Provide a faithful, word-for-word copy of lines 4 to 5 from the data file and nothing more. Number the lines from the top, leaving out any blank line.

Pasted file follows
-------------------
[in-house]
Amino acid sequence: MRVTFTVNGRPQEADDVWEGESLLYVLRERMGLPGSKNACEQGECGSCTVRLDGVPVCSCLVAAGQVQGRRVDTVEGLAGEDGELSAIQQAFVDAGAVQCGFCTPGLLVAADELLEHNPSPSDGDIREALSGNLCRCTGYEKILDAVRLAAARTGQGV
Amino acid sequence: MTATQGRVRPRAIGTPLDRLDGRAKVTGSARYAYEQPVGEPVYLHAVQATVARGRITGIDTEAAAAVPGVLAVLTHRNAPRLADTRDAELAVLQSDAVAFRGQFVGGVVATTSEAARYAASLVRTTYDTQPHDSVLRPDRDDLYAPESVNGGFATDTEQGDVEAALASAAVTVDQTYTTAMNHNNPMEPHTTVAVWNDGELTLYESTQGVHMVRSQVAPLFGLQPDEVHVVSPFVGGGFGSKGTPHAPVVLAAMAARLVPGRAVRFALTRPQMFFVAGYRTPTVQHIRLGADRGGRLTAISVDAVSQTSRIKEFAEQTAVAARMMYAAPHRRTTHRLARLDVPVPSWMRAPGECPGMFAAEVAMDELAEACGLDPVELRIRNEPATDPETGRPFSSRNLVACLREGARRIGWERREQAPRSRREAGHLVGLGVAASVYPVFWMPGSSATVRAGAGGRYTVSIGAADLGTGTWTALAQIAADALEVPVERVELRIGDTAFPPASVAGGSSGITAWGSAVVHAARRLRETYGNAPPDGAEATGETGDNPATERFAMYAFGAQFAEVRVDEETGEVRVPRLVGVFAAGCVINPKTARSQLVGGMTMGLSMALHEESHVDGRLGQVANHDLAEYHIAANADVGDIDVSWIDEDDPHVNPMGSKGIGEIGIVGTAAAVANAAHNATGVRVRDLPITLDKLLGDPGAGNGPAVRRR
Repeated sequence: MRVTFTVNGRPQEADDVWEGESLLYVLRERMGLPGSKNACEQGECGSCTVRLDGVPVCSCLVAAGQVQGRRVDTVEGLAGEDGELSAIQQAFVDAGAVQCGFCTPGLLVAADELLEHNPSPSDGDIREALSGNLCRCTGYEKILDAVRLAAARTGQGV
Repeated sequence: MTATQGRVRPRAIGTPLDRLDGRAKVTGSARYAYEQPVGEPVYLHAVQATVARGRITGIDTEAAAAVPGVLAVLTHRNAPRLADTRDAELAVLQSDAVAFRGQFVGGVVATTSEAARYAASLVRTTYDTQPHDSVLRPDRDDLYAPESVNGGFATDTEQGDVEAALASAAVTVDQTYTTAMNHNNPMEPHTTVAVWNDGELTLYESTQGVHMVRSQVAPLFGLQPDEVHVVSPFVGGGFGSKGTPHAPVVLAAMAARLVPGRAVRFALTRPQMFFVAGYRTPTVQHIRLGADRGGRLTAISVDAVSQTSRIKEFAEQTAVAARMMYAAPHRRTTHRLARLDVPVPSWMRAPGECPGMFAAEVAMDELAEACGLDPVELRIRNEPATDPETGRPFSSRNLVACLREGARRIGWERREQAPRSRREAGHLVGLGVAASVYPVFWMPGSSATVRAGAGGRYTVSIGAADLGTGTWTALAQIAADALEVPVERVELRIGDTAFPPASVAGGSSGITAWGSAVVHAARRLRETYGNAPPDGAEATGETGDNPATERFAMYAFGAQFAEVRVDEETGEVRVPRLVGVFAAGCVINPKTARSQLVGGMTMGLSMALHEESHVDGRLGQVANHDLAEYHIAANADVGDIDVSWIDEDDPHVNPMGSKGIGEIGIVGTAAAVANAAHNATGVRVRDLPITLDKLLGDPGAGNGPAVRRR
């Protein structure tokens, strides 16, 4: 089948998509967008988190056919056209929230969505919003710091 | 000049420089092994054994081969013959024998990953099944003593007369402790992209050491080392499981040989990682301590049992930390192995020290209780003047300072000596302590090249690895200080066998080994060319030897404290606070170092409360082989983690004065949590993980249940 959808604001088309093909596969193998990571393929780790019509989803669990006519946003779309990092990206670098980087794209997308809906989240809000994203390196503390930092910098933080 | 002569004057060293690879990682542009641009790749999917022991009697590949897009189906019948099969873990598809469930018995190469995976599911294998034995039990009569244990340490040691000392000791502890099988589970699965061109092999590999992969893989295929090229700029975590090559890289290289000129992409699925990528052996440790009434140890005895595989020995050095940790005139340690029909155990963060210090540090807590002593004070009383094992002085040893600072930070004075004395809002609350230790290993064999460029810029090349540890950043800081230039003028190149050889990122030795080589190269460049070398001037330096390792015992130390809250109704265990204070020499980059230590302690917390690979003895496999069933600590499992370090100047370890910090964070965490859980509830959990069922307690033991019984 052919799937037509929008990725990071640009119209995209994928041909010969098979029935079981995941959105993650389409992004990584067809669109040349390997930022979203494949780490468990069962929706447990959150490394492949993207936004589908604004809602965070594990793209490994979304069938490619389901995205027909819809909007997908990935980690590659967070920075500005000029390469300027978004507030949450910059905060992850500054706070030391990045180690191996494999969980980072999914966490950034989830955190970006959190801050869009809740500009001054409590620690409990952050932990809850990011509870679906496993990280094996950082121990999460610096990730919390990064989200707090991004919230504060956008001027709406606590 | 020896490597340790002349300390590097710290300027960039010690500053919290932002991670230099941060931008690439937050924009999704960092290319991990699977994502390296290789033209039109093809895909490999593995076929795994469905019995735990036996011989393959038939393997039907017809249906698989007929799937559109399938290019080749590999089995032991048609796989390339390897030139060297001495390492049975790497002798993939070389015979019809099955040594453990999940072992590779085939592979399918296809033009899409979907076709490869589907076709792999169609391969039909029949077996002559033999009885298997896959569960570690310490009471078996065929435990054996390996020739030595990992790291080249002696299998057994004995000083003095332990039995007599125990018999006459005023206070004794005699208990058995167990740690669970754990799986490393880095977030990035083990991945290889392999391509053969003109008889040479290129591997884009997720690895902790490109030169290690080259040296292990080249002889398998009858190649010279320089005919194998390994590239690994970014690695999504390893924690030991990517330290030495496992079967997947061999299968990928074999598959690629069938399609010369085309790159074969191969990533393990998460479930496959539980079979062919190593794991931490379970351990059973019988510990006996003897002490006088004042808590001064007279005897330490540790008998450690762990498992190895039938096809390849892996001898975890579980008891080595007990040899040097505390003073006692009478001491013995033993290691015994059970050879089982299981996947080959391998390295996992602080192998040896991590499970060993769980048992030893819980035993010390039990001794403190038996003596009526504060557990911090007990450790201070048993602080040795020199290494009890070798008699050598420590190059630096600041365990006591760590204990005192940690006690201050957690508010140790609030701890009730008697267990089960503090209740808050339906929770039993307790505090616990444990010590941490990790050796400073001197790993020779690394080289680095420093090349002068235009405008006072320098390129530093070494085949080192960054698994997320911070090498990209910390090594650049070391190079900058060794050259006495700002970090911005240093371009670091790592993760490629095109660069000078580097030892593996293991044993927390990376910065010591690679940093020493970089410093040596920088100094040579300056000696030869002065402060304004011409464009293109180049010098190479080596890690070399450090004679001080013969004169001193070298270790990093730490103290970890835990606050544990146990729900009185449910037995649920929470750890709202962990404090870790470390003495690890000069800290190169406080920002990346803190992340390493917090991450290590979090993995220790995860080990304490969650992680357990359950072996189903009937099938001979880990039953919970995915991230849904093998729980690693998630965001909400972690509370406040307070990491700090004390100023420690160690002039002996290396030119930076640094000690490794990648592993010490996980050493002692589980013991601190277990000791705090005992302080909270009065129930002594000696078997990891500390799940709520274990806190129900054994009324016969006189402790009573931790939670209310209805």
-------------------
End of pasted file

Repeated sequence: MRVTFTVNGRPQEADDVWEGESLLYVLRERMGLPGSKNACEQGECGSCTVRLDGVPVCSCLVAAGQVQGRRVDTVEGLAGEDGELSAIQQAFVDAGAVQCGFCTPGLLVAADELLEHNPSPSDGDIREALSGNLCRCTGYEKILDAVRLAAARTGQGV
Repeated sequence: MTATQGRVRPRAIGTPLDRLDGRAKVTGSARYAYEQPVGEPVYLHAVQATVARGRITGIDTEAAAAVPGVLAVLTHRNAPRLADTRDAELAVLQSDAVAFRGQFVGGVVATTSEAARYAASLVRTTYDTQPHDSVLRPDRDDLYAPESVNGGFATDTEQGDVEAALASAAVTVDQTYTTAMNHNNPMEPHTTVAVWNDGELTLYESTQGVHMVRSQVAPLFGLQPDEVHVVSPFVGGGFGSKGTPHAPVVLAAMAARLVPGRAVRFALTRPQMFFVAGYRTPTVQHIRLGADRGGRLTAISVDAVSQTSRIKEFAEQTAVAARMMYAAPHRRTTHRLARLDVPVPSWMRAPGECPGMFAAEVAMDELAEACGLDPVELRIRNEPATDPETGRPFSSRNLVACLREGARRIGWERREQAPRSRREAGHLVGLGVAASVYPVFWMPGSSATVRAGAGGRYTVSIGAADLGTGTWTALAQIAADALEVPVERVELRIGDTAFPPASVAGGSSGITAWGSAVVHAARRLRETYGNAPPDGAEATGETGDNPATERFAMYAFGAQFAEVRVDEETGEVRVPRLVGVFAAGCVINPKTARSQLVGGMTMGLSMALHEESHVDGRLGQVANHDLAEYHIAANADVGDIDVSWIDEDDPHVNPMGSKGIGEIGIVGTAAAVANAAHNATGVRVRDLPITLDKLLGDPGAGNGPAVRRR